Tofu: pressed and ready for tasting

Tofu: pressed and ready for tasting

For silken tofu, the coagulant is mixed directly into thick soy milk. It is placed into a small container and steamed in a pot with boiling water, just like making chawanmushi, a savory Japanese egg custard.

Steamed cups of silken tofu

Steamed cups of silken tofu

From beginning to end Sonoko made sure we not only understood what was happening to the soon-to-be tofu, but also that the residue resulting from different steps of the process be put to good use.

This was my favorite part of the lesson:

From the whey, we made a most flavorful miso soup.

From the lees (okara), we made croquettes.

From the chilled soy milk, silken tofu topped with sweetened ginger syrup.

Okara and vegetable croquettes

Okara and vegetable croquettes

With the momen or pressed tofu, we served hiyayakko: cold tofu with soy sauce, freshly ground ginger, and scallions. We also made shirae-ae (a tofu and sesame paste) to coat green beans and cherry tomatoes, and serve as a salad.

Pressed tofu, cut into squares for hiyayakko

Pressed tofu, cut into squares for hiyayakko

The rules that apply to great tofu are the same as everything else in healthy, seasonal Japanese cuisine: organic and well-sourced grains followed by personal preference on which coagulant to use.

A fun, eye-opening experience, delicious in every step of the way. I’m ready to start sourcing my utensils to tackle some tofu making at home, and will be raving about the sweetness of the simplest miso soup elevated by the whey of soybeans.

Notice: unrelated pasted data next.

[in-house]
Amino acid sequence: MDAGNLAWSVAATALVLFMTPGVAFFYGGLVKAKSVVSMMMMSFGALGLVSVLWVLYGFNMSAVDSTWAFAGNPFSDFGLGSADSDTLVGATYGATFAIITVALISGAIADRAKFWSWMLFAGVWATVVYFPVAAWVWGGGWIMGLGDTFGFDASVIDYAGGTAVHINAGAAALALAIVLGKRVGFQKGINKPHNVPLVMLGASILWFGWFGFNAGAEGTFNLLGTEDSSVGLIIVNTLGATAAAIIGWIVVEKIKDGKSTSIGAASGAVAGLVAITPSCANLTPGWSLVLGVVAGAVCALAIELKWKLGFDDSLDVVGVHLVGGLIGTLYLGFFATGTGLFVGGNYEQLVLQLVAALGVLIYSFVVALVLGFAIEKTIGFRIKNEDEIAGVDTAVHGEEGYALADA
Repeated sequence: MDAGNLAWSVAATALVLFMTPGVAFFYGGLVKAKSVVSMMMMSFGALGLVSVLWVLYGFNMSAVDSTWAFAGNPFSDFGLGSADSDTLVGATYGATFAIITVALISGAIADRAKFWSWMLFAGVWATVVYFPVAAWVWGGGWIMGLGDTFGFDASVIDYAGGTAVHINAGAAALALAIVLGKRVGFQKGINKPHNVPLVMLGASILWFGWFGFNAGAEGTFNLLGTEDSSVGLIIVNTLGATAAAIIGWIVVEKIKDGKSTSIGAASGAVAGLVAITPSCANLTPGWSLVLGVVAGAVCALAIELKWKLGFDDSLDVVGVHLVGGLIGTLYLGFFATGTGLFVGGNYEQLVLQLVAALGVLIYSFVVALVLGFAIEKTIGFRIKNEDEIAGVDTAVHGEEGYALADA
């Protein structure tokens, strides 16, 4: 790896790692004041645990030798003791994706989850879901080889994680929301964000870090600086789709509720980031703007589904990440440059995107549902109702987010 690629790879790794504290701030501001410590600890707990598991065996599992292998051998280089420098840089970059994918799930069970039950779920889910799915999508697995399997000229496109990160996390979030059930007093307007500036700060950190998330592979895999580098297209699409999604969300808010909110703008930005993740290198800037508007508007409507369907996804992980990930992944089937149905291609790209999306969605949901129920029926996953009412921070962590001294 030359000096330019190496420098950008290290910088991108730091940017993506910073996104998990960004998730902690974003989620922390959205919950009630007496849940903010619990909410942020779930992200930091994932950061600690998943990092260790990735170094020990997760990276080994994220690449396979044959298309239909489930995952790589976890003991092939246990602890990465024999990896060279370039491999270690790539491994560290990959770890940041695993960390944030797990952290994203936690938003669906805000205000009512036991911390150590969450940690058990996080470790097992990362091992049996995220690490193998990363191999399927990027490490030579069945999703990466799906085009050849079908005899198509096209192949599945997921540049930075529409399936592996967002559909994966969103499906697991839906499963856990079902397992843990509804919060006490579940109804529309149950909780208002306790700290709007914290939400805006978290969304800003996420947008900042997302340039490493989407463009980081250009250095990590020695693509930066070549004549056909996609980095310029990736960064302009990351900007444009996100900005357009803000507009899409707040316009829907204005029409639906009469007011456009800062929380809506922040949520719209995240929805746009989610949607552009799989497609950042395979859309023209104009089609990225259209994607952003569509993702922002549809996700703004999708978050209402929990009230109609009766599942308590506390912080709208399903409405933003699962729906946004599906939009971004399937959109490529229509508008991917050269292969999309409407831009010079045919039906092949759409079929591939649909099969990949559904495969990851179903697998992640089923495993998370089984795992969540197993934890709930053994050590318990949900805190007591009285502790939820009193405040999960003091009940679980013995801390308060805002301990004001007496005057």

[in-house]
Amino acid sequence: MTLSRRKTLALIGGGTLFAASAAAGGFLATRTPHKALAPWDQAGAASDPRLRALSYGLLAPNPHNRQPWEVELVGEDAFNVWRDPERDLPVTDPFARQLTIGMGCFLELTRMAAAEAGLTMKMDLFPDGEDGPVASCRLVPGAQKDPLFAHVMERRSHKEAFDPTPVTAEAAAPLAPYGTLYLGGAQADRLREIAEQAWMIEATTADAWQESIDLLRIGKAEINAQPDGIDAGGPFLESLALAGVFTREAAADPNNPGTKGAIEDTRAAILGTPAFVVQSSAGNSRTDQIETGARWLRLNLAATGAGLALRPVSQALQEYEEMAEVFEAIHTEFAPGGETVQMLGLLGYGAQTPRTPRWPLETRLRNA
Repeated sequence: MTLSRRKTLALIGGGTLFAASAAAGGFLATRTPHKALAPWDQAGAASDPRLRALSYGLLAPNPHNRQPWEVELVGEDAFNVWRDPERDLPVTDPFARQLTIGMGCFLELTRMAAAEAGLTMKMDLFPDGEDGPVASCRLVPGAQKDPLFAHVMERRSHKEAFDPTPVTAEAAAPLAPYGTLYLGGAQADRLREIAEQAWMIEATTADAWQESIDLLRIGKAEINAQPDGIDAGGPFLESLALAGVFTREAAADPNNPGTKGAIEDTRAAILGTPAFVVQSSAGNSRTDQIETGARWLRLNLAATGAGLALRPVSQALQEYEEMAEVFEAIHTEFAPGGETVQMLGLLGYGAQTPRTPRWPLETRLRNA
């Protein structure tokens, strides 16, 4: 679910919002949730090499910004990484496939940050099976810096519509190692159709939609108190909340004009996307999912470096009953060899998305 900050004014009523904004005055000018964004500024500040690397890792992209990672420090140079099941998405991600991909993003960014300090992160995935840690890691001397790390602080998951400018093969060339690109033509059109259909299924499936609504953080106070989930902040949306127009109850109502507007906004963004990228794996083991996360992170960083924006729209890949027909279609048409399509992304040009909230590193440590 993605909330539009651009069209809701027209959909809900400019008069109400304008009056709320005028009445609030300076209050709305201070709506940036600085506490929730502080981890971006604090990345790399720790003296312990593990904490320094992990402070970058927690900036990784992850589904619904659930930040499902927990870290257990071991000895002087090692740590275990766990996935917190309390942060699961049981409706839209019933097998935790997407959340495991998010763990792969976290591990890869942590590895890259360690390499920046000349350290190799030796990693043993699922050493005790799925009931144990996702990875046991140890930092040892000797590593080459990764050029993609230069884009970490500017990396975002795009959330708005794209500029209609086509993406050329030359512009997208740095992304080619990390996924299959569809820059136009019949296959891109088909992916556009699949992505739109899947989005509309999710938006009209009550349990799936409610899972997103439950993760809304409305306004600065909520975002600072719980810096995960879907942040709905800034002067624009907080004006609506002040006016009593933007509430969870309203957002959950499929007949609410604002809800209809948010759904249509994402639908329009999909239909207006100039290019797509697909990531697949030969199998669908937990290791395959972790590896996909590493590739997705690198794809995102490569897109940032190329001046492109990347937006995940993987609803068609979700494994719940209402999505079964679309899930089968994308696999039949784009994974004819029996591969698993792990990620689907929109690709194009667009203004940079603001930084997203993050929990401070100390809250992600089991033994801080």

Tools and ingredients

Tools and ingredients

The $160 tofu class was held at the San Francisco Cooking School.

https://www.sfcooking.com/hands-on-cooking-classes

For more on the tofu-making workshop and a recipe request, feel free to contact Janice.

To learn about the Common Grains initiative and Sonoko’s upcoming events, please visit:

Common Grains – http://commongrains.com/about-us/

Sonoko’s blog – http://www.cooktellsastory.com/

Janice Espa photo

Janice Espa

Janice Espa is a Spanish-Peruvian food enthusiast; an avid traveller and inquisitive taster who explores culture through cuisine.  Janice lives in San Francisco where she writes and styles food. Her days are spent visiting grower’s markets, checking out restaurants, and shopping at specialty stores to discover goods from every corner of the world.

Feel free to email suggestions and travel tips, or to contact Janice for her own recommendations, whether you’re visiting Peru, trekking South America or doing a road trip along the east coast of Australia.

Email:  janicespa at gmail.com